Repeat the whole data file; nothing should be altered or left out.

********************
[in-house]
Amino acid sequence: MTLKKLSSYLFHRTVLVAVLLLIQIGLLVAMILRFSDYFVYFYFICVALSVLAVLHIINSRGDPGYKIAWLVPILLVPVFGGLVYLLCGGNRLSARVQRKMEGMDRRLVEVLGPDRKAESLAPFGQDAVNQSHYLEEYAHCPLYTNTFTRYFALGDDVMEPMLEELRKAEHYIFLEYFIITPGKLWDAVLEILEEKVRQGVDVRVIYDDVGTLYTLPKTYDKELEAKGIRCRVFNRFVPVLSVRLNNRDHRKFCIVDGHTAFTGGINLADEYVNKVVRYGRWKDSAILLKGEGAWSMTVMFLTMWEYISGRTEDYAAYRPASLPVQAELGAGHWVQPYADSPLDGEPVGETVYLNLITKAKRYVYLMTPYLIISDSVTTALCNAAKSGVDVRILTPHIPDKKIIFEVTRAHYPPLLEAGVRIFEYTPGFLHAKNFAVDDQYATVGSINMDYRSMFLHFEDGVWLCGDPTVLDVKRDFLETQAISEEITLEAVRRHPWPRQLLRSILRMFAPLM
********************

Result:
[in-house]
Amino acid sequence: MTLKKLSSYLFHRTVLVAVLLLIQIGLLVAMILRFSDYFVYFYFICVALSVLAVLHIINSRGDPGYKIAWLVPILLVPVFGGLVYLLCGGNRLSARVQRKMEGMDRRLVEVLGPDRKAESLAPFGQDAVNQSHYLEEYAHCPLYTNTFTRYFALGDDVMEPMLEELRKAEHYIFLEYFIITPGKLWDAVLEILEEKVRQGVDVRVIYDDVGTLYTLPKTYDKELEAKGIRCRVFNRFVPVLSVRLNNRDHRKFCIVDGHTAFTGGINLADEYVNKVVRYGRWKDSAILLKGEGAWSMTVMFLTMWEYISGRTEDYAAYRPASLPVQAELGAGHWVQPYADSPLDGEPVGETVYLNLITKAKRYVYLMTPYLIISDSVTTALCNAAKSGVDVRILTPHIPDKKIIFEVTRAHYPPLLEAGVRIFEYTPGFLHAKNFAVDDQYATVGSINMDYRSMFLHFEDGVWLCGDPTVLDVKRDFLETQAISEEITLEAVRRHPWPRQLLRSILRMFAPLM